Review: Batman #21

by Eric Lee
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“The Button” Part 1

Writer: Tom King

Artist: Jason Fabok

Minor Spoilers Ahead!





The opening chapter of the much-anticipated “The Button” crossover provides both high-octane action and a killer cliffhanger that leaves readers begging for more.

Writer Tom King surpasses expectations with his build-up of The Comedian’s smiley face button from Watchmen. He slowly unveils the enigma of the button in a very engaging way. Not much is revealed about it, but we are shown glimpses of its powers. What is an even more impressive writing feat is how King pulls multiple plots from different storylines together.  The button is shown to be related to the Psycho Pirate storyline from Batman and the mystery of the Legion of Superheroes as teased from DC Universe: Rebirth #1. In addition to those story threads, King also makes references to Flashpoint and the ongoing story from The Flash. Each plot point is masterfully intertwined with each other, so they do not feel disjointed. To say that King did a good job making a cohesive narrative is an understatement.

Of course,  the Reverse-Flash makes an appearance too. This issue showcases a lengthy battle between Batman and the Reverse-Flash. The two rarely – if ever – meet. In fact, the last time they were even in the same comic together was when they briefly met way back in 2007’s Green Lantern: Sinestro Corps Special #1. It is always interesting seeing Batman go up against different heroes’ villains. Here, the Reverse-Flash is shown as a credible threat to Batman. The Reverse-Flash delivers Batman an emotional beatdown that has never been seen, along with demonstrating his physical superiority. Overall, their fight is a fun match-up that shows off both of the fighters’ capabilities.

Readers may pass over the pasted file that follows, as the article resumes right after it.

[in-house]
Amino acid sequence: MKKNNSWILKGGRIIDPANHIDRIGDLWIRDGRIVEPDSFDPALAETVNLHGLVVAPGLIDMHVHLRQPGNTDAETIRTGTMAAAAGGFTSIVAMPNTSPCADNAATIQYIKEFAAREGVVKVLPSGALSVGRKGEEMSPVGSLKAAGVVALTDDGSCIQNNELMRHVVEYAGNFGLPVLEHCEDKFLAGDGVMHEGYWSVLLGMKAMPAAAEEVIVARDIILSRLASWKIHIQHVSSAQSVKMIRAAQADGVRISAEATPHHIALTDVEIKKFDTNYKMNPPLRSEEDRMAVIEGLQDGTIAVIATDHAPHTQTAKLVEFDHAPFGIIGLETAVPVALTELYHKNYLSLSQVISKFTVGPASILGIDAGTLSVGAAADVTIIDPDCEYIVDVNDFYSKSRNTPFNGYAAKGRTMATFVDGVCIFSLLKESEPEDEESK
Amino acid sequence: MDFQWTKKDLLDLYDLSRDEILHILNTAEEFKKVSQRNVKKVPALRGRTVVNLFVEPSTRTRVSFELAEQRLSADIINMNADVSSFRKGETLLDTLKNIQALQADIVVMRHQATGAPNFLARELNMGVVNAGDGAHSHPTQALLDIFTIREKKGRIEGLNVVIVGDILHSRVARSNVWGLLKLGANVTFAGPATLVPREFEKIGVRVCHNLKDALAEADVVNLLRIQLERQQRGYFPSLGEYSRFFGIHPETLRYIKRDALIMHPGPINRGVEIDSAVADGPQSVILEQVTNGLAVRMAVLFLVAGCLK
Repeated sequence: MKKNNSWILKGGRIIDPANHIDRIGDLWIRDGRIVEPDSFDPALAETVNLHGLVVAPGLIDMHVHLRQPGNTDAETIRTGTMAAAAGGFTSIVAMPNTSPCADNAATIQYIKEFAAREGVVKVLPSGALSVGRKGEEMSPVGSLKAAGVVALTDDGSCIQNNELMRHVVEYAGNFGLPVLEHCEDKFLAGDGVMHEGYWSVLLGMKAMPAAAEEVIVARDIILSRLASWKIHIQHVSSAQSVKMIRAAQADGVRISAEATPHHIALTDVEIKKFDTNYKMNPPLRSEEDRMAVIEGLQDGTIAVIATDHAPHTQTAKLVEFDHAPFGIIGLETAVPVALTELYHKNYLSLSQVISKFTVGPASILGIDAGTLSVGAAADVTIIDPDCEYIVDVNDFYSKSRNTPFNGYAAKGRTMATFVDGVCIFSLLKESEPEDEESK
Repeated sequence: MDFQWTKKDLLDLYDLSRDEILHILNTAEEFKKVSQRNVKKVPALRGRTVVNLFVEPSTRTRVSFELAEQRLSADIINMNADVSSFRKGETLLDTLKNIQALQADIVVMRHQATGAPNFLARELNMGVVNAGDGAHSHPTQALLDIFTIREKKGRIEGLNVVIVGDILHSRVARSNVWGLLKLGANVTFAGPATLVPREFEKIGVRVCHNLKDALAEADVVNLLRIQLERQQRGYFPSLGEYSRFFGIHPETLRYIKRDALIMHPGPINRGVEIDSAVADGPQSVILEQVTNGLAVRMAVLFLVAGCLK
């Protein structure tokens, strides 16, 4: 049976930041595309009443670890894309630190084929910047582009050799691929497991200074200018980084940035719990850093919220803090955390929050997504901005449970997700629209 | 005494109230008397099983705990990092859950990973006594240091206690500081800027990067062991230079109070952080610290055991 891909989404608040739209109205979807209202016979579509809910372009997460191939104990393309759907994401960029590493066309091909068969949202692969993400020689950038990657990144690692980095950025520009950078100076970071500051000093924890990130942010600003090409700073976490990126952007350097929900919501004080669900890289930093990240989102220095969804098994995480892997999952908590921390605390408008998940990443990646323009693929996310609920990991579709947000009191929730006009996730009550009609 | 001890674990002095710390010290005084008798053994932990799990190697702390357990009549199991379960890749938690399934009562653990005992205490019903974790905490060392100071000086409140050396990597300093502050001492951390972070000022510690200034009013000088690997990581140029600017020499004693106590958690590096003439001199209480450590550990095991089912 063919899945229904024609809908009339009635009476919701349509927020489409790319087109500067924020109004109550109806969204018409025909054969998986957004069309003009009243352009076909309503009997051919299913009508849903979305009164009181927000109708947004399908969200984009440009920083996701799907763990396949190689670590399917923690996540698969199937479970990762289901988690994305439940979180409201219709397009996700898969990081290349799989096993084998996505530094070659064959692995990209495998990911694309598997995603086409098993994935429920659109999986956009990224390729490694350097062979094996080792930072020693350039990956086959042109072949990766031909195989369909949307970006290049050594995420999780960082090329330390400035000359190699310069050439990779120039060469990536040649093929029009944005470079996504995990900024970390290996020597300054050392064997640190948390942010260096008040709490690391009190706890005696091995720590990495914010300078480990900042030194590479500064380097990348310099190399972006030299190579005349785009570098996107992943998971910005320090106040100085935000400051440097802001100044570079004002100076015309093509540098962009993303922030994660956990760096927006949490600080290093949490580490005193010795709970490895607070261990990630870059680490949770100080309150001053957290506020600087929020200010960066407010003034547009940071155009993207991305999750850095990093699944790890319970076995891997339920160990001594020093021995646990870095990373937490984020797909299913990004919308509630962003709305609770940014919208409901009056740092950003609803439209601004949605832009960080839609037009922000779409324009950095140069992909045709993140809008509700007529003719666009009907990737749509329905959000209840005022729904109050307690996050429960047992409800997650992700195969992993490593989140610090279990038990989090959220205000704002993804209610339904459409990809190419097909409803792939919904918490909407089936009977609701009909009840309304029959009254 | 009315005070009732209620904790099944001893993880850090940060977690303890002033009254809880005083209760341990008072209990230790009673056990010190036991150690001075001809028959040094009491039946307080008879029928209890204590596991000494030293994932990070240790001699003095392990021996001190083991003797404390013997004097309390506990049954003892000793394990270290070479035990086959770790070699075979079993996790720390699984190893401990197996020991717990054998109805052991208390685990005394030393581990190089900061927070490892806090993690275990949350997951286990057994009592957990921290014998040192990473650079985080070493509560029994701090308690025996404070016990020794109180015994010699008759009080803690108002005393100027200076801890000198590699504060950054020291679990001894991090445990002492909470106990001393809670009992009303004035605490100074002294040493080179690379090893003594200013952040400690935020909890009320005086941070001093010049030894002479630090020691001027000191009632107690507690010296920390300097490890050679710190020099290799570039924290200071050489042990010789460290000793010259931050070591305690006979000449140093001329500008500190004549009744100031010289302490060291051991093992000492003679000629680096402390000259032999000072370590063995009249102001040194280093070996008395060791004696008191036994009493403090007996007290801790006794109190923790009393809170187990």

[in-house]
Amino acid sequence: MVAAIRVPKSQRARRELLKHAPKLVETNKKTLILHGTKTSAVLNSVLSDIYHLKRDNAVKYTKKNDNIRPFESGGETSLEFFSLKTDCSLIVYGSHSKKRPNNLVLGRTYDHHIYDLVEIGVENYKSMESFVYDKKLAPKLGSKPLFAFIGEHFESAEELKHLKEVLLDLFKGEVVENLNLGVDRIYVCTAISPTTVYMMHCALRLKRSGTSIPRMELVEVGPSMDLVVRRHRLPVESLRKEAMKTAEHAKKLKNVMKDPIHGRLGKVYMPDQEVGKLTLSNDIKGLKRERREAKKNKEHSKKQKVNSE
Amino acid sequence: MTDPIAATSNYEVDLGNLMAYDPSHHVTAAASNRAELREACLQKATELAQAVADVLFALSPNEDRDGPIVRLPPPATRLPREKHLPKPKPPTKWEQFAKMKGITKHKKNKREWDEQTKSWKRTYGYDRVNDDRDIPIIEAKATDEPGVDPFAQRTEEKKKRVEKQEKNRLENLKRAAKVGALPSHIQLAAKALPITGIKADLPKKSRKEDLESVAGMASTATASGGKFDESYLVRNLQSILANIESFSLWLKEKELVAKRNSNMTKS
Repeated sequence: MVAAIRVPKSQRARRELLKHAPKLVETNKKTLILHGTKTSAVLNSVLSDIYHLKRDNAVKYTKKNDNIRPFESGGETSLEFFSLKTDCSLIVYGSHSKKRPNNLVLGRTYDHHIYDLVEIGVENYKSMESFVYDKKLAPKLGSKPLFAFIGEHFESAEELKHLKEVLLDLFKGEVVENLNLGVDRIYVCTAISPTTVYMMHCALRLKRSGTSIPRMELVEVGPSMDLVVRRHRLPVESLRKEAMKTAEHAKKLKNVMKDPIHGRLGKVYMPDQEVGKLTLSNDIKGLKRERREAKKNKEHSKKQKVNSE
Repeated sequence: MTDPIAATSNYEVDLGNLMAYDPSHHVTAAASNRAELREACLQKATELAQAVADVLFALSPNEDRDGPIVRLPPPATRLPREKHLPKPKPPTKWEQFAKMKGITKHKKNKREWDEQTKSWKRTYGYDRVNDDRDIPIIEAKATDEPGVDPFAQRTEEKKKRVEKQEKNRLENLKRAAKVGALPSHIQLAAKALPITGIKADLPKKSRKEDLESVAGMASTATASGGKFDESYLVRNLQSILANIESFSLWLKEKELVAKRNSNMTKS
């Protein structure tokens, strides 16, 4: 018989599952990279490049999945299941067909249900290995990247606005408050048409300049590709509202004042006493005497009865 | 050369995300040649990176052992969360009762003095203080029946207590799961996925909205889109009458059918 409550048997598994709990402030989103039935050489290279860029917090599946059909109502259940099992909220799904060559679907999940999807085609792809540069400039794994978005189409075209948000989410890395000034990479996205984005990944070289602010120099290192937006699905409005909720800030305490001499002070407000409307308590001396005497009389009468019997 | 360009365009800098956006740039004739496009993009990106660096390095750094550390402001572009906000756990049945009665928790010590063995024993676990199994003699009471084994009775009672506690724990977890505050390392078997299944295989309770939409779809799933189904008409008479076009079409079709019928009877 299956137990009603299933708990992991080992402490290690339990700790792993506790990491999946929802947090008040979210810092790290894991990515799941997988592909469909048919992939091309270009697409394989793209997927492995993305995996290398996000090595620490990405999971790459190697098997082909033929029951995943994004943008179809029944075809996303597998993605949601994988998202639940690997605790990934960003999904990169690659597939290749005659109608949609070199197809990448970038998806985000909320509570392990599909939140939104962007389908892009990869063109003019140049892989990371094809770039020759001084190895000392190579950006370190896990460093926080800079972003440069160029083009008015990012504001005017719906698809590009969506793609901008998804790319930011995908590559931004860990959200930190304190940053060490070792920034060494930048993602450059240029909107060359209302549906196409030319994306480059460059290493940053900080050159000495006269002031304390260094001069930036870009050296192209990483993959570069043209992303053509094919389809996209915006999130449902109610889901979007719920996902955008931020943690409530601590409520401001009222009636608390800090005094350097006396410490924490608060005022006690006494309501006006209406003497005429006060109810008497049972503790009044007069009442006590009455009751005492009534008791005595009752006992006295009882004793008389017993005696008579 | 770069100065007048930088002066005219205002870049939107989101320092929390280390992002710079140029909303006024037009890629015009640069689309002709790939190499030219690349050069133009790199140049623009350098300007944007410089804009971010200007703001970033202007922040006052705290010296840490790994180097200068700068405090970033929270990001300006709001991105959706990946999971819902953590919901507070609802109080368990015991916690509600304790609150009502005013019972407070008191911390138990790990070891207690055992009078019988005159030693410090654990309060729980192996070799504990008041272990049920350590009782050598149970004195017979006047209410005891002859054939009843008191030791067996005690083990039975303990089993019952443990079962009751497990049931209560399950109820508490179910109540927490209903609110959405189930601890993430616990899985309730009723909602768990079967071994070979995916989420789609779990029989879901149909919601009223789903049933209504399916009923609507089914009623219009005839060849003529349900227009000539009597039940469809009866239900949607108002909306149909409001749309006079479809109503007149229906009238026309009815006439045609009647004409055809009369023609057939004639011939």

And then there is Jason Fabok’s art. It is wonderful. His detailed style elevates everything, whether he is drawing a hockey game or the Batman/Reverse-Flash battle. What is even more interesting is how he incorporated the 9-panel grid into the majority of the issue. It works doubly well because it conveys the quickness of the action, while also deliberately homaging The Watchmen’s storytelling style.

There is not much to really fault in this particular issue. If I were to nitpick, the issue is essentially all set-up for the rest of the storyline. In that sense, it does feel a little slow. But honestly, with so many plot teases and action that is occurring, it is easy to forgive King for not revealing too much plot.  Also, the Flash barely made an appearance in the comic. That is a little odd since it is touted as an equal-starring Flash and Batman story.


The first issue of the Flash/Batman crossover is near perfect on both the writing and artistic fronts. There are some minor quibbles that may detract some readers’ enjoyment, but it is a fantastic introduction to “The Button” storyline.

Images courtesy of DC Entertainment

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